Learn to draft

Drafting Basics 1 - Online Course

Easy Shirred Tube Top

I have made a resolution to make a new post EVERYDAY (let's see how long that will last :p). In order to do that, I will post about current as well as old completed projects, maybe even a sewing story, or just pictures that appeal to me...

Today's offering is a tutorial...of sorts...

When I was pregnant last year, I was constantly hot and sweaty (the weather here was NO help) and was uncomfortable in anything that had sleeves or not made from light-weight cotton. Not feeling particularly energetic enough to make a proper maternity outfit, I remembered a top I had made the previous year that would fit my needs nicely.

It was too small (OF COURSE) to fit my expanded rib cage and ballooning belly, so I made this cheery version out of cotton.

I wore it a good 70% of the duration of the pregnancy and will willingly wear it still cos it's not a maternity blouse in the strictest sense.

Here is the drafting how-to:
  • measure your bust circumference and multiply this by 1.5.
  • divide that by 2.
  • measure from your under-arm in a straight line down to your hip (at the side is easiest).
  • add 2 inches to that.
You are basically drafting a rectangle like so:

Sewing how-to:
  • narrow hem the top and bottom of the fabric with your sewing machine.
  • hand-wind elastic thread in the bobbin, taking care not to pull as you wind. You don't want to stretch it out (some instructions tell you to stretch a little as you wind but that has never worked well for me).
  • loosen the bobbin tension so that the elastic thread passes through the bobbin case with some ease.
  • use ordinary polyester or your preferred sewing thread for the main spool.
  • loosen the upper thread tension (you will have to experiment some. The objective is to get the upper thread to loop around the elastic thread without having the elastic pulled through the fabric like in normal stitching).
  • place your fabric right side up and sew a line about 3/8 - 1/2 inch from the top hemmed edge. Make sure you have about 2 - 3 inches of thread tails at the start and end of each row.
  • you now have your first row of shirring (don't fret if the first row does not look 'shirred' enough. It will happen as more rows are done if your tensions are right).
  • using the presser foot as a spacing guide, sew the next line of shirring.
  • keep making more rows until the shirred part of the blouse is wide enough to extend about an inch below your underbust. On me, this takes about 20 - 30 rows using the width of the all-purpose presser foot.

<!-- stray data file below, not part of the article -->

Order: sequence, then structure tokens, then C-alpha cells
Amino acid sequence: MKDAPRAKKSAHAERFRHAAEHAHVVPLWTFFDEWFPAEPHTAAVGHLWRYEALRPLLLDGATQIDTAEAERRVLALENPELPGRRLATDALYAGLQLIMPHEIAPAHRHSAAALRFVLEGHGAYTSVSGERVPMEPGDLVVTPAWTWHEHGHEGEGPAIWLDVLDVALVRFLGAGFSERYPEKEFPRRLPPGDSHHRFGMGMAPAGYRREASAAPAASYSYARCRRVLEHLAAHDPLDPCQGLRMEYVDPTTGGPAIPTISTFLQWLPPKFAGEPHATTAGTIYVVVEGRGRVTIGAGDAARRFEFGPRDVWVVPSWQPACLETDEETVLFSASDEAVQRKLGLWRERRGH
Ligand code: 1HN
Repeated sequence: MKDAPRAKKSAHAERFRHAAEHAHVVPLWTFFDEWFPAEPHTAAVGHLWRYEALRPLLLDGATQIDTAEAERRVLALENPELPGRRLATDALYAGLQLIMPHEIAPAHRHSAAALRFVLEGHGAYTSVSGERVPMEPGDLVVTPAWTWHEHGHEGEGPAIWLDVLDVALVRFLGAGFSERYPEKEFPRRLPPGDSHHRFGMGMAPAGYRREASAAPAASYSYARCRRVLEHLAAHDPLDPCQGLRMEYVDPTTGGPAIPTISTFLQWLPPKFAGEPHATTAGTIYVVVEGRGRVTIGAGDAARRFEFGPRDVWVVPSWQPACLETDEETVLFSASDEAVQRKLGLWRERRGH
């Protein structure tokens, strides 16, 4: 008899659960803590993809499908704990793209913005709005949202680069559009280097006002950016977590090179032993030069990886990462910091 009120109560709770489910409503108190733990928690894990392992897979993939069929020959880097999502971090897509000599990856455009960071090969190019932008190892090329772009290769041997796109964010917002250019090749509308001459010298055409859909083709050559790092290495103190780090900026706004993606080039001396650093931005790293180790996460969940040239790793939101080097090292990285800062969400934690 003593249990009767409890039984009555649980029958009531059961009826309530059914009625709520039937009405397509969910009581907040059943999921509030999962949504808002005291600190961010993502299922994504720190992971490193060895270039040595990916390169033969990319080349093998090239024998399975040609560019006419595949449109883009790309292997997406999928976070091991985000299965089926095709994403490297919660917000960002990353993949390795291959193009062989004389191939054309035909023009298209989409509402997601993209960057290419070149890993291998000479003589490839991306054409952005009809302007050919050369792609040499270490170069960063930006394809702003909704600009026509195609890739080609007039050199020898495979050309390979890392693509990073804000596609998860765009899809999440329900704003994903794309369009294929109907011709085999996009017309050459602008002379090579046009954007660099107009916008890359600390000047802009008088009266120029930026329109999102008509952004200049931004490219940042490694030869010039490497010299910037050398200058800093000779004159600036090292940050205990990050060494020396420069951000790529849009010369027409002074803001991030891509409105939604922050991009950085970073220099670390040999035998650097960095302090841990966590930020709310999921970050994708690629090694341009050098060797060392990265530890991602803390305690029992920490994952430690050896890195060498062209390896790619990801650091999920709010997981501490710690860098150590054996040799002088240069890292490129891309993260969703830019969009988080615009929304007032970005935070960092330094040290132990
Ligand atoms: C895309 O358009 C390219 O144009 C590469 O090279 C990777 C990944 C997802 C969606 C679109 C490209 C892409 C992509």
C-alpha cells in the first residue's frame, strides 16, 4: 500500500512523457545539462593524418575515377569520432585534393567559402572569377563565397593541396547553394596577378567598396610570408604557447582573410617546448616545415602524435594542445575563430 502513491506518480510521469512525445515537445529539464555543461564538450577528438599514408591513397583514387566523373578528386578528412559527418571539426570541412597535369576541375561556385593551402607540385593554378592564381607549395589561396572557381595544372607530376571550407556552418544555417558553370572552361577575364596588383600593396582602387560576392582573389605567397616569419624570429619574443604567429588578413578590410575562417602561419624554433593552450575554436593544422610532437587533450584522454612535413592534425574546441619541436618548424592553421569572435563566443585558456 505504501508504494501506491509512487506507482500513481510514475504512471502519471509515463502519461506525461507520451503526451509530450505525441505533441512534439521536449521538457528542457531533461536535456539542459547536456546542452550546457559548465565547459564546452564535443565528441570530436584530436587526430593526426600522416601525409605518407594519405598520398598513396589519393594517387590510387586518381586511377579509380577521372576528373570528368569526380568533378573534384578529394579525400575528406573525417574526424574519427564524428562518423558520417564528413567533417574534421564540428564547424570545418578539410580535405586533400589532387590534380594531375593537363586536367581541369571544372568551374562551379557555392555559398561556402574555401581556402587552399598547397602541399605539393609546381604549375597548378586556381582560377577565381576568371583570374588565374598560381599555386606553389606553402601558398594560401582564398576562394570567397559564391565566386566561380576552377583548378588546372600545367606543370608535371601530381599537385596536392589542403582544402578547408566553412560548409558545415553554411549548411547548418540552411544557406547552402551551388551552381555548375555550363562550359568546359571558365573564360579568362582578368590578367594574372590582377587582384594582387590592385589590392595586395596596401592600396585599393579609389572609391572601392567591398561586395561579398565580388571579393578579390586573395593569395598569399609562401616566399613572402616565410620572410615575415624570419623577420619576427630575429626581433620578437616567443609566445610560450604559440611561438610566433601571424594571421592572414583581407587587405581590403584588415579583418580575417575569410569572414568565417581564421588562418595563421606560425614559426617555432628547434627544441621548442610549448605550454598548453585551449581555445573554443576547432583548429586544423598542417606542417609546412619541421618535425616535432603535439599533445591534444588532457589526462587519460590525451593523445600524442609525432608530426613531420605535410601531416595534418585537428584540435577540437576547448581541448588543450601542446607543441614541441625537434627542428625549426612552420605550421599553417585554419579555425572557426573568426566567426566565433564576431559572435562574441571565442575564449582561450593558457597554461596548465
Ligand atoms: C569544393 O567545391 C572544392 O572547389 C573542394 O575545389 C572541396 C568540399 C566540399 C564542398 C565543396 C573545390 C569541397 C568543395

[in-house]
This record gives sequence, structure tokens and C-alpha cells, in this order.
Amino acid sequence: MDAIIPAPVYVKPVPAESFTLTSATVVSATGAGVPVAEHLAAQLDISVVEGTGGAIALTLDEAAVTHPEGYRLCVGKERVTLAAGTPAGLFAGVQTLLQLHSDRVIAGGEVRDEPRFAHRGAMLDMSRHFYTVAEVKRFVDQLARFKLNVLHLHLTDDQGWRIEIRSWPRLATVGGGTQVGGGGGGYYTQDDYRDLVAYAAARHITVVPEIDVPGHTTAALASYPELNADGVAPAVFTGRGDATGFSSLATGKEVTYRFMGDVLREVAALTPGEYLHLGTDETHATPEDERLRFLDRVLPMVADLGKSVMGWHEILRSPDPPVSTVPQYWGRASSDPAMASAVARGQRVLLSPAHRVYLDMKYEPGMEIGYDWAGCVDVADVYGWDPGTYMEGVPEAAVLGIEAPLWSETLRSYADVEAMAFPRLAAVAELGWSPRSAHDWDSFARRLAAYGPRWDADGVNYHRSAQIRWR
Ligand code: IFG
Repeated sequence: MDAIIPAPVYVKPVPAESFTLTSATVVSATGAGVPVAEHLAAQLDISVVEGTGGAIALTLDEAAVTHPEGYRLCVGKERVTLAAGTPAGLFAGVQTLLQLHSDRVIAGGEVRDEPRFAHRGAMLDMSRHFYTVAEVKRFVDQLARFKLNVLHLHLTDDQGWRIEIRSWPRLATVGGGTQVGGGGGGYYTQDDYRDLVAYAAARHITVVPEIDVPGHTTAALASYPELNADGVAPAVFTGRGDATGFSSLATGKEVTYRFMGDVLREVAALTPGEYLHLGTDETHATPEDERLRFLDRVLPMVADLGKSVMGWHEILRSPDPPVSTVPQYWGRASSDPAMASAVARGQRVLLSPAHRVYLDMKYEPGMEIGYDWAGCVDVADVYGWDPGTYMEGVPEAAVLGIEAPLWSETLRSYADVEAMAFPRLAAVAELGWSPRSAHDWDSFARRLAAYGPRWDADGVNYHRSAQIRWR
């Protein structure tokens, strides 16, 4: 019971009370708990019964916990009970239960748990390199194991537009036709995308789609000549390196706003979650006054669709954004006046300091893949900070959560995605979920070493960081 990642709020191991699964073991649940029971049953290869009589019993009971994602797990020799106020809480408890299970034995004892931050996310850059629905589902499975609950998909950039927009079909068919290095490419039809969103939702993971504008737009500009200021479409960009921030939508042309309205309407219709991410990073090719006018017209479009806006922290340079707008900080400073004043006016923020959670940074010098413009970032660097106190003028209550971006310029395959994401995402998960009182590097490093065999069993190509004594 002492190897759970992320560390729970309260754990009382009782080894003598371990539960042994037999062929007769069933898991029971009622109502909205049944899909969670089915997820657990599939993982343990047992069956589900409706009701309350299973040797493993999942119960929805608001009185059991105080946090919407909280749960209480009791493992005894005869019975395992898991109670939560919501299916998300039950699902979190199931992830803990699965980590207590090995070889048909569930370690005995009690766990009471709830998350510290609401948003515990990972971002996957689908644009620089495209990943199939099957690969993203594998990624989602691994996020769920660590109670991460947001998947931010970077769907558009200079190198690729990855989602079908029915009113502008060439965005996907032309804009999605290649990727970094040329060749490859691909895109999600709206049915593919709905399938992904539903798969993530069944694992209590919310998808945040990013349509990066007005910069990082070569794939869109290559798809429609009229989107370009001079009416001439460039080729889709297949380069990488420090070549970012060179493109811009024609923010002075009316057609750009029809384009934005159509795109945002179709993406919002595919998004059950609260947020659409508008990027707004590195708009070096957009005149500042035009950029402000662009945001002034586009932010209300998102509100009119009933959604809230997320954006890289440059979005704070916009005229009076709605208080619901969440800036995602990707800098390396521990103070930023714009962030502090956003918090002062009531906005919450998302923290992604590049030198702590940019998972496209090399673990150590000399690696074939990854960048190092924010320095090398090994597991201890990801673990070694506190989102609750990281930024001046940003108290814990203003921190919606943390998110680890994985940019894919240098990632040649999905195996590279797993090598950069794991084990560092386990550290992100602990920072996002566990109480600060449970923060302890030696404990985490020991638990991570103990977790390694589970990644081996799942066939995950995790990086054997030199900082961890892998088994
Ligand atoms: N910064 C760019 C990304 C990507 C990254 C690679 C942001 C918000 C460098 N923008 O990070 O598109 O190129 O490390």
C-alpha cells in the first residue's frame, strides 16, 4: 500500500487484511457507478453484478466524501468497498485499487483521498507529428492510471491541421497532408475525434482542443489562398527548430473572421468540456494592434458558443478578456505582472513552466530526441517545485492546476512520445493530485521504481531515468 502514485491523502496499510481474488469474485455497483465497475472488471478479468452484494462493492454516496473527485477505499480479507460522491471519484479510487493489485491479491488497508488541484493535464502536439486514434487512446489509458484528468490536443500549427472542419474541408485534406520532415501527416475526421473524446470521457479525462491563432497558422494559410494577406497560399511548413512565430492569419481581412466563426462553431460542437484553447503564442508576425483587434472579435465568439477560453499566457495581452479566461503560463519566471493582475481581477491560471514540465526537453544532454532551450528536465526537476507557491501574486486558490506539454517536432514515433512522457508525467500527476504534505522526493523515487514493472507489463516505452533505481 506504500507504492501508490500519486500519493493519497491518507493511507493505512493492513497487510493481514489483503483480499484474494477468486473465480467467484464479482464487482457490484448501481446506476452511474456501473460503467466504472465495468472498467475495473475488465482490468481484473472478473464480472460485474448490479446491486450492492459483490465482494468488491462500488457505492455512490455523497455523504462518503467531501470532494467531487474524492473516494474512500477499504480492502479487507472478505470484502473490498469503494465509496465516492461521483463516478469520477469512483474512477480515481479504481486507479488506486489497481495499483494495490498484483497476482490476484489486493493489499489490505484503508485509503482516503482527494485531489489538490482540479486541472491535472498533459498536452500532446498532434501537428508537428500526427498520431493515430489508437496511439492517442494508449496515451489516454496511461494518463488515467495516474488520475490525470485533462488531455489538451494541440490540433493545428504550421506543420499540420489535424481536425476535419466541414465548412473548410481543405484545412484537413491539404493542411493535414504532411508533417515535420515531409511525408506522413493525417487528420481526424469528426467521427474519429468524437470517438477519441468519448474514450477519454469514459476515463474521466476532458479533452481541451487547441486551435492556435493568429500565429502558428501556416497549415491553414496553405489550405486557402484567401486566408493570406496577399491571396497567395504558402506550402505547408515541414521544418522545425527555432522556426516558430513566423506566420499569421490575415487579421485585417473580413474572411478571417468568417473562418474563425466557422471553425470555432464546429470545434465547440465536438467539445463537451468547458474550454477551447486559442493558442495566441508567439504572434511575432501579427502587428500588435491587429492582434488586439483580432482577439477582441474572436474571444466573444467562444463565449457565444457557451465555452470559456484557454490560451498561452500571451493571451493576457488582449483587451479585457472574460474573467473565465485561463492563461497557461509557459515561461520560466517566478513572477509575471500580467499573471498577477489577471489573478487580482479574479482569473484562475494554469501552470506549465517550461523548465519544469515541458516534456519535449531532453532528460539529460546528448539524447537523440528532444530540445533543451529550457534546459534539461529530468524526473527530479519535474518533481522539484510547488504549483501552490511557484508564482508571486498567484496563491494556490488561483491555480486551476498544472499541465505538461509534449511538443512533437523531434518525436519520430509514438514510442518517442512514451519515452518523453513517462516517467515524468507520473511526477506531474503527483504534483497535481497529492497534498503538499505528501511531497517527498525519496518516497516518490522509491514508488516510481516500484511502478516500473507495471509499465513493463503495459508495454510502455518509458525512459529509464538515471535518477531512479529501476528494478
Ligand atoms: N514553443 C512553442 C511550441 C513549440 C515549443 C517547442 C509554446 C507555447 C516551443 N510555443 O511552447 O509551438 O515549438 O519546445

• do this for both front and back pieces.
  • to make up the blouse, put right sides together, making sure the tails previously mentioned are outside the seams. Sew up the side seams using normal sewing thread in both spool and bobbin. I recommend that you double stitch the portion where the shirring is using a different stitch length for the second pass. This will lock the shirring stitches and help prevent unravelling.
  • trim the thread and elastic tails. Press seams open.
  • put your blouse on and hopefully you'll like it :)
I made the maternity one significantly longer than the instructions to accomodate the belly. It stopped about mid thigh which was quite a nice mod length when worn with tights. The nice thing about this simple pattern is that you can make it up in any length you want with nil fuss, really.

A long ankle length dress, even.



  1. Me first! Hey, I like. I discovered shirring recently, but the thought of doing 15- 20 rows to make a dress bodice for the kids didn't appeal to me. So I shirred puff sleeve hems instead. Fun! Your instructions very excellent - esp the part about loosening tensions so that the upper thread loops around the elastic and does not pull it up through the fabric. They should hire you to write packaging manuals.

  2. Lol! I had to re-write the steps at least 3 times before I dared to post.Just in case I missed out essential steps. I'm still wondering actually.

  3. Hi - about to attempt this for a friends birthday pressie but just wondered if you have a side or top loading bobbin in your machine? I have a top loading machine and can't seem to work out all to easy how to loosen the bobbin tension- will this matter?
    Thanks so much


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